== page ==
Thompson Falls in Sanders County, Montana — The American West (Mountains)
1770 - 1857
— Pioneer Geographer —
at the stars
Built Salish house near the mouth
of Thompson River 1809
Topics. This historical marker is listed in these topic lists: Industry & Commerce • Native Americans. A significant historical year for this entry is 1809.
Location. 47° 35.479′ N, 115° 19.517′ W. Marker is in Thompson Falls, Montana, in Sanders County. Marker is at the intersection of State Highway 200 and Golf Street, on the left when traveling east on State Highway 200. Marker is located in a pull-out on the north side of the highway. Touch for map. Marker is in this post office area: Thompson Falls MT 59873, United States of America. Touch for directions.
Other nearby markers. At least 2 other markers are within one mile of this marker, measured as the crow flies. Saleesh House (within shouting distance of this marker); Ward Hotel (approx. 1.1 miles away).
More about this marker. Marker is a metal tablet mounted on a large rock & masonry obelisk
Related markers. Click here for a list of markers that are related to this marker.
Also see . . .
1. David Thompson - Map Maker, Explorer and Visionary.
David Thompson (1770-1857) fur trader, astronomer and surveyor, mapped more of North America than anyone else. By horseback, canoe, dog sled and on foot, he travelled (Submitted on January 18, 2018, by Cosmos Mariner of Cape Canaveral, Florida.)
2. David Thompson.
It was his surveying skill and his wilderness experience which made Thompson welcome at the North West Company, the great rival of the Hudson's Bay Company for the fur trade of the Northwest. The wealth of the company allowed him to devote most of the time from 1797 to 1812 to surveying and exploring with only infrequent periods of actually engaging in the fur trade. In 1804 he was made a partner in the company. (Submitted on January 18, 2018, by Cosmos Mariner of Cape Canaveral, Florida.)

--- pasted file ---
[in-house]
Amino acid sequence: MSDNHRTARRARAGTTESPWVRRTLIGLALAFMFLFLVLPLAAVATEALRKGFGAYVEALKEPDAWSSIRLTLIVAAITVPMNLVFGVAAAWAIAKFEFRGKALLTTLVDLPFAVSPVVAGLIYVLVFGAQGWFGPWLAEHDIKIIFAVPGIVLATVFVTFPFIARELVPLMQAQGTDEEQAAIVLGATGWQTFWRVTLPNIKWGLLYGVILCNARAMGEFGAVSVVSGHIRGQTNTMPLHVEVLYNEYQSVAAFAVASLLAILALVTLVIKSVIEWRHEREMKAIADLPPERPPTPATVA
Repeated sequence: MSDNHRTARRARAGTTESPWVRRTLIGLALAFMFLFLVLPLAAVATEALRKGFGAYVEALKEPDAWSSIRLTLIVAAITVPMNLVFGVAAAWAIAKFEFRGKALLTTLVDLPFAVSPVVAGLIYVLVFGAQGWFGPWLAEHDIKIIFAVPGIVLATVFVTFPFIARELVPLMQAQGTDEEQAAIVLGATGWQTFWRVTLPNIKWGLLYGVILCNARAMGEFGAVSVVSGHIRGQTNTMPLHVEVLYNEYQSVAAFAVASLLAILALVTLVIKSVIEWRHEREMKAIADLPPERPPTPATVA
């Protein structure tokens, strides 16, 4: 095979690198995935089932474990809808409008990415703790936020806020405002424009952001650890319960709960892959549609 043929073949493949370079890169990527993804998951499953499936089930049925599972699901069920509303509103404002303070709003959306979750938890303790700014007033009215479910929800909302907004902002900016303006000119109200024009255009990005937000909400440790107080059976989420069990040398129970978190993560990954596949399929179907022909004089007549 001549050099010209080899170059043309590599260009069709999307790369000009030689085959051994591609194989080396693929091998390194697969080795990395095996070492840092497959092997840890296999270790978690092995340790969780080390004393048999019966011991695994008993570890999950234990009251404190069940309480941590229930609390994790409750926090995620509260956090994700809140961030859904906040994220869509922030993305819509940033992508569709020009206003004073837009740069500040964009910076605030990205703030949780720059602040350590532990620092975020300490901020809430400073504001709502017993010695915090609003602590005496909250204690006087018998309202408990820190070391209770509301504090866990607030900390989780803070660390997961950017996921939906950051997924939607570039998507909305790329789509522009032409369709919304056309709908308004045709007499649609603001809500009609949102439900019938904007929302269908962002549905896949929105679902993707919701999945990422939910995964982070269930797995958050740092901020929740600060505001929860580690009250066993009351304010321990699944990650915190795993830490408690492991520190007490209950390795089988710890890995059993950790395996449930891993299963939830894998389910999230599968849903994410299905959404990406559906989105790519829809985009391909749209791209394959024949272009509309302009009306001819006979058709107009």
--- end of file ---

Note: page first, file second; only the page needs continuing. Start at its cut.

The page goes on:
3. David Thompson.
At the Hudson’s Bay Company, he was valued as a fur trader, but Thompson wanted to explore rather than trade. He left the HBC and joined the rival North West Company where he spent the next 15 years exploring. In all, he spent 27 years mapping the west. “The age of guessing is passed away,” he wrote. Thompson predicted the changes that would come to the west, that it would become farmland and Aboriginal peoples would be pushed from their land. As the one who mapped it, (Submitted on January 18, 2018, by Cosmos Mariner of Cape Canaveral, Florida.)
Credits. This page was last revised on January 20, 2018. It was originally submitted on January 18, 2018, by Cosmos Mariner of Cape Canaveral, Florida. This page has been viewed 174 times since then and 8 times this year. Photos: 1, 2, 3. submitted on January 18, 2018, by Cosmos Mariner of Cape Canaveral, Florida. • Bill Pfingsten was the editor who published this page.